I understand the rage that some people feel about the abolition of the federal abortion right. It must be a lot like the rage that many of those in the South felt about the abolition of slavery. Both events spelled the end of a way of life. In the one case, it was a life of aristocratic leisure; in the other, a life of sex without consequences.
To describe the latter life in this way is no slander, for the other side makes the same point. As the plurality wrote in a 1992 case which upheld the federal abortion right, people have “organized intimate relationships and made choices that define their views of themselves and their places in society, in reliance on the availability of abortion in the event that contraception should fail.”
In both ways of life, some paid for the decisions of others. The idleness of the aristocrats depended on the toil of those born in bondage. The irresponsibility of the libertines depended, and still depends, on the death of those never to be born. In one case the price was blood and sweat. In the other, blood and more blood.
Curiously, the arguments for the slavery right and the abortion right are similar. Then, many in the pro-slavery party said that they were not for slavery per se, but only for a state’s democratic choice to put some people in chains. Even today, many in the pro-abortion party say that they are not for abortion per se, but only for a woman’s autonomous choice to have her baby murdered.
Then, grief and rage over the lost way of life spawned terrorists like the Ku Klux Klan and the Knights of the White Camelia. Now, it has spawned terrorists like Ruth Sent Us and Jane’s Revenge. To revenge the protection of infant blood, they propose the taking of grown-up blood.
In both cases, one suspects that a large part of the rage results from the terrifying implication of abolition – whether of the federal abortion right or the right to own slaves – that those one has treated as inhuman just may be human after all. For when one has done dreadful wrong, there are only two apparent ways out: One can listen to conscience, or suppress it; one can repent of one’s evil, or deny it. The most convenient way to deny the guilt of doing wrong is to project it onto others.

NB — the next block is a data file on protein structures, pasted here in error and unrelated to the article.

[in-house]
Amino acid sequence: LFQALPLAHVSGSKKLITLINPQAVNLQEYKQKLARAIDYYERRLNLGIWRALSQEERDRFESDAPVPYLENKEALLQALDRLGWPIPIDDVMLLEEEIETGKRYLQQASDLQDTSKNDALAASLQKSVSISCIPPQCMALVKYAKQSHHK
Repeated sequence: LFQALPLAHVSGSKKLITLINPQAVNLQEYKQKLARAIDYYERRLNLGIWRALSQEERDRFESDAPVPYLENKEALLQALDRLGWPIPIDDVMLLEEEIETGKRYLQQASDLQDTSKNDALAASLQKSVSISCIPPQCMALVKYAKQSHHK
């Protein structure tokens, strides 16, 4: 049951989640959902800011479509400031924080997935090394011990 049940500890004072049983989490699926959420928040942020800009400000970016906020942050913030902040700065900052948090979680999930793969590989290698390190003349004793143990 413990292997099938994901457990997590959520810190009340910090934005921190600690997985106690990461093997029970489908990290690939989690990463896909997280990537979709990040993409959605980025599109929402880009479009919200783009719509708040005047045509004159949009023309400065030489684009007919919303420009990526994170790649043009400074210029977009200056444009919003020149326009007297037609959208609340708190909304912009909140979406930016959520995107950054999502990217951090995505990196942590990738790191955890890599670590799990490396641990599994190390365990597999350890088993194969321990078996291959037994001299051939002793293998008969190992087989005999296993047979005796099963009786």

We aren’t the oppressors – abolitionists are. We aren’t the cruel ones – pro-lifers are. They deserve whatever we can do to them. Burn down their churches. Firebomb their crisis pregnancy centers. It’s their fault. They have been warned!
There is another parallel. The Emancipation Proclamation didn’t end slavery everywhere in the country. That didn’t happen until the Thirteenth Amendment. Similarly, Dobbs v. Jackson hasn’t ended abortion. Dobbs has only returned the issue to the states – which is where slavery was before the Civil War. In some states abortion will be allowed. In those that prohibit it, many who want to kill their children will use pills or travel to other states to do so.
And there is yet another. The end of slavery didn’t instantly produce racial harmony. The end of abortion – even when it comes — won’t instantly generate protectiveness toward tiny innocents, much less reverence for chastity.
So this is not yet the end of a way of life, but we may hope that it is the first twinkling of the beginning of the end. The end, of course, will require further changes in the law. Even more, it will require repentance, conversion, renewal of minds, and a great deal of mercy.
This article is republished with permission from The Underground Thomist